Changes of this nature call for a clear blueprint for transformation. And it starts with taking a closer look into current Procurement processes--and determining how success is being measured. A key insight: when organizations evolve alongside new technologies and market trends, so must the metrics needed to track performance.
Evolving Beyond Cost Savings to Accelerate Change
Historically, Procurement and Sourcing teams have been accountable for cost savings as the ultimate measure of success.
But as teams look to transform, they need to reshape their success metrics to chart a path forward. While anecdotal and periodic measurements are helpful, they are forgotten without a consistent stream of key performance indicators (KPIs) to indicate the overall direction of progress.
In fact, without clear, effective KPIs to back up these plans, securing executive support for transformation becomes unlikely. When executives understand how metrics and ongoing improvements directly align with the business, they’ll confidently support an initiative that delivers real value to the company.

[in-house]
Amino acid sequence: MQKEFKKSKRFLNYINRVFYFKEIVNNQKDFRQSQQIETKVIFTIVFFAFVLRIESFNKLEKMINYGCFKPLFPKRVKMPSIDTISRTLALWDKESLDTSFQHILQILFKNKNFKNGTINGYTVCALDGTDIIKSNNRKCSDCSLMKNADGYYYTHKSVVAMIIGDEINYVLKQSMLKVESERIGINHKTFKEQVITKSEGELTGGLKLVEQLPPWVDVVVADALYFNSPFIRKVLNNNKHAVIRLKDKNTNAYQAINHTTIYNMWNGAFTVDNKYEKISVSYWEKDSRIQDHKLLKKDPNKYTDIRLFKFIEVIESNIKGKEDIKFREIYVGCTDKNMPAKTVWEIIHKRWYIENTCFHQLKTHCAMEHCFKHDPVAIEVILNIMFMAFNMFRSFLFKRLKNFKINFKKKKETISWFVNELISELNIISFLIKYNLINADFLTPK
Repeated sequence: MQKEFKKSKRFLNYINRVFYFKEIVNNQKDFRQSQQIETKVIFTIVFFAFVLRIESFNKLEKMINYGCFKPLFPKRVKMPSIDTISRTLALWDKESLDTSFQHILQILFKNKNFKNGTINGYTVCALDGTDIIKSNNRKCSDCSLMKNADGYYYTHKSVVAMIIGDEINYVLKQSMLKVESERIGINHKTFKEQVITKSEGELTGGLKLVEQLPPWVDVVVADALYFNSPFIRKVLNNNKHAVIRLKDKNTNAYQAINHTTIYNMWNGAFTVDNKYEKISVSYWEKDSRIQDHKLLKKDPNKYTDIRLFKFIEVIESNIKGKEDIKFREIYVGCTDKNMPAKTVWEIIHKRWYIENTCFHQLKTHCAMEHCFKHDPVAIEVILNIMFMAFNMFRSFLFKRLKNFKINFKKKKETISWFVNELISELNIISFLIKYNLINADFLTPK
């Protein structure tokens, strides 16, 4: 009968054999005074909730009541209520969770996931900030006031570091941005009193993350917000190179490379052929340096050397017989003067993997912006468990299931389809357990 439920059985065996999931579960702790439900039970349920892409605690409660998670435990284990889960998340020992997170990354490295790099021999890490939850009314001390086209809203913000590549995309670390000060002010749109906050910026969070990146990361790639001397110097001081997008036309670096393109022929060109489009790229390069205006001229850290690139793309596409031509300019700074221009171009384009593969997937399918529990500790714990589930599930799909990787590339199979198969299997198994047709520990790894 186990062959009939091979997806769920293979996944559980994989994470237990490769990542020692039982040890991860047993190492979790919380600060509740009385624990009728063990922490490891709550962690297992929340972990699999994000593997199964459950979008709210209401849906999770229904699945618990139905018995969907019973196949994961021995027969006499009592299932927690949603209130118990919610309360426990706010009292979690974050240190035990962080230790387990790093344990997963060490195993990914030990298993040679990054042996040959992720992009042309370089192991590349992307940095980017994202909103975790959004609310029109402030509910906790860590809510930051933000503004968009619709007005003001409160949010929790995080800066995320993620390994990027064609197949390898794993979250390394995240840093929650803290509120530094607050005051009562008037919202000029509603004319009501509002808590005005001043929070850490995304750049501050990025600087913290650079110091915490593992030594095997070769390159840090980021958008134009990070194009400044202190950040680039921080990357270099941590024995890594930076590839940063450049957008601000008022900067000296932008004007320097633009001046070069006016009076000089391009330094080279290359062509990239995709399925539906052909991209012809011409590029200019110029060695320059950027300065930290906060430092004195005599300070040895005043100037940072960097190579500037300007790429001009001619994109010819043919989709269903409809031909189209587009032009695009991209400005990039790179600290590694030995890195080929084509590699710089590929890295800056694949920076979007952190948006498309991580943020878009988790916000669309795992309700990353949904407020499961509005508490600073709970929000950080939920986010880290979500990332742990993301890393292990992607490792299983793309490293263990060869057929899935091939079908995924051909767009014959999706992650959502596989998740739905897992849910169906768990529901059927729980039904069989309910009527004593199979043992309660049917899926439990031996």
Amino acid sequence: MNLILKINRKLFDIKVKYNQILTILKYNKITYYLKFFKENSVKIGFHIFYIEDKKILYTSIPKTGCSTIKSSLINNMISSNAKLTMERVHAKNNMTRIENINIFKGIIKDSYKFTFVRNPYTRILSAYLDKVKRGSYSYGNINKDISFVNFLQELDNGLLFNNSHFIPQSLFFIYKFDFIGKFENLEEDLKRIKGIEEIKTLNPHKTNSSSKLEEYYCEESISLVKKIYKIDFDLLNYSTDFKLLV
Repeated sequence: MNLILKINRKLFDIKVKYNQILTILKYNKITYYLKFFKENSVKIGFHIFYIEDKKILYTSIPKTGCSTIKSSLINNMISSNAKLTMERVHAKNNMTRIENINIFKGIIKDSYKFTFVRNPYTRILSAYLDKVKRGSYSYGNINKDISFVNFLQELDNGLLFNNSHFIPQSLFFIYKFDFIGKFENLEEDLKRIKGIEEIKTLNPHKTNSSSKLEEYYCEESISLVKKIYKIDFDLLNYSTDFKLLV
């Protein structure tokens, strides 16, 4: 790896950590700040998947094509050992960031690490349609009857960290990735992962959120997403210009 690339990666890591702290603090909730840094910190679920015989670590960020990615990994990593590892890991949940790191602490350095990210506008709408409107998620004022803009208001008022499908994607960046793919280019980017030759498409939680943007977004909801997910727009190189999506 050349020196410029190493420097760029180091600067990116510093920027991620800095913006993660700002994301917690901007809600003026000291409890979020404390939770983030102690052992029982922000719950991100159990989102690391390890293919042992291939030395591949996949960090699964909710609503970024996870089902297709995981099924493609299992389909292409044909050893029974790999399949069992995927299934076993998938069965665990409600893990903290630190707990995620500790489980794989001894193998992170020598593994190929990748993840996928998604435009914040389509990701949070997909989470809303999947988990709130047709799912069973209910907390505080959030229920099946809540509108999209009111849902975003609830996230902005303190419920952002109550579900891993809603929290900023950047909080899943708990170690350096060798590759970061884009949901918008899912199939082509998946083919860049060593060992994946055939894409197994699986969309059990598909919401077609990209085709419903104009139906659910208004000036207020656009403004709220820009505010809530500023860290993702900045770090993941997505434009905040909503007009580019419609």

Stan Garber, President and Co-Founder at Scout RFP
Shopping, buyers, shopping carts, savings, back office, JUST STOP DUMBING US DOWN!
As many of you know, my passion is to help elevate the sourcing industry to receive the attention, seat, respect (and yes, pay) that it deserves. So why do sourcing professionals keep self-sabotaging by using the term BUYER to describe ourselves? The only time this is a sexy title is perhaps if you are the buyer of fashion who attends runway shows and hobnobs with designers. Buying is what I do when I “shop,” like for groceries. We as sourcing professionals are NOT shopping.